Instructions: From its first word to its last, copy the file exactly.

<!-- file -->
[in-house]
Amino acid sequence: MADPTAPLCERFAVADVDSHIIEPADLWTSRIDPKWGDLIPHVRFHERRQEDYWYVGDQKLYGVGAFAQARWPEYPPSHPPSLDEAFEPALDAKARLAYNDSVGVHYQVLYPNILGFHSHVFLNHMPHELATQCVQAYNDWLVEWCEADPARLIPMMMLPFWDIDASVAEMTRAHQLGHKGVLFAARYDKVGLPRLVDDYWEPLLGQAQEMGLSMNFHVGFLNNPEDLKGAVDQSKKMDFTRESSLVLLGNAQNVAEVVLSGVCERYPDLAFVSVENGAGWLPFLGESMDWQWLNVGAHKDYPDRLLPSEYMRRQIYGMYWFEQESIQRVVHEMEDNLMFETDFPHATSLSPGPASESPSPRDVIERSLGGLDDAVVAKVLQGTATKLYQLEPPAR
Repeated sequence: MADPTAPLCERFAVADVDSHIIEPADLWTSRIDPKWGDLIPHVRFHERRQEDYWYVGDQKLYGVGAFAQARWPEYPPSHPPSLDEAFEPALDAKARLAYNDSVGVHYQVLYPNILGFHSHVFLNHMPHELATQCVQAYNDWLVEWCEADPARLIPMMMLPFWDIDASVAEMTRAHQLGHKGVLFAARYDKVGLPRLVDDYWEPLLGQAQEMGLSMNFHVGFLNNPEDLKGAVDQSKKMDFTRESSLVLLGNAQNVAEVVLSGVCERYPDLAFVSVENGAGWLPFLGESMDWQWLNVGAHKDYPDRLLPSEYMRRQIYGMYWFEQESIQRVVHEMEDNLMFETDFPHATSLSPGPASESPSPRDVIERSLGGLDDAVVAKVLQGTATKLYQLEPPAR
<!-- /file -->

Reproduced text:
[in-house]
Amino acid sequence: MADPTAPLCERFAVADVDSHIIEPADLWTSRIDPKWGDLIPHVRFHERRQEDYWYVGDQKLYGVGAFAQARWPEYPPSHPPSLDEAFEPALDAKARLAYNDSVGVHYQVLYPNILGFHSHVFLNHMPHELATQCVQAYNDWLVEWCEADPARLIPMMMLPFWDIDASVAEMTRAHQLGHKGVLFAARYDKVGLPRLVDDYWEPLLGQAQEMGLSMNFHVGFLNNPEDLKGAVDQSKKMDFTRESSLVLLGNAQNVAEVVLSGVCERYPDLAFVSVENGAGWLPFLGESMDWQWLNVGAHKDYPDRLLPSEYMRRQIYGMYWFEQESIQRVVHEMEDNLMFETDFPHATSLSPGPASESPSPRDVIERSLGGLDDAVVAKVLQGTATKLYQLEPPAR
Repeated sequence: MADPTAPLCERFAVADVDSHIIEPADLWTSRIDPKWGDLIPHVRFHERRQEDYWYVGDQKLYGVGAFAQARWPEYPPSHPPSLDEAFEPALDAKARLAYNDSVGVHYQVLYPNILGFHSHVFLNHMPHELATQCVQAYNDWLVEWCEADPARLIPMMMLPFWDIDASVAEMTRAHQLGHKGVLFAARYDKVGLPRLVDDYWEPLLGQAQEMGLSMNFHVGFLNNPEDLKGAVDQSKKMDFTRESSLVLLGNAQNVAEVVLSGVCERYPDLAFVSVENGAGWLPFLGESMDWQWLNVGAHKDYPDRLLPSEYMRRQIYGMYWFEQESIQRVVHEMEDNLMFETDFPHATSLSPGPASESPSPRDVIERSLGGLDDAVVAKVLQGTATKLYQLEPPAR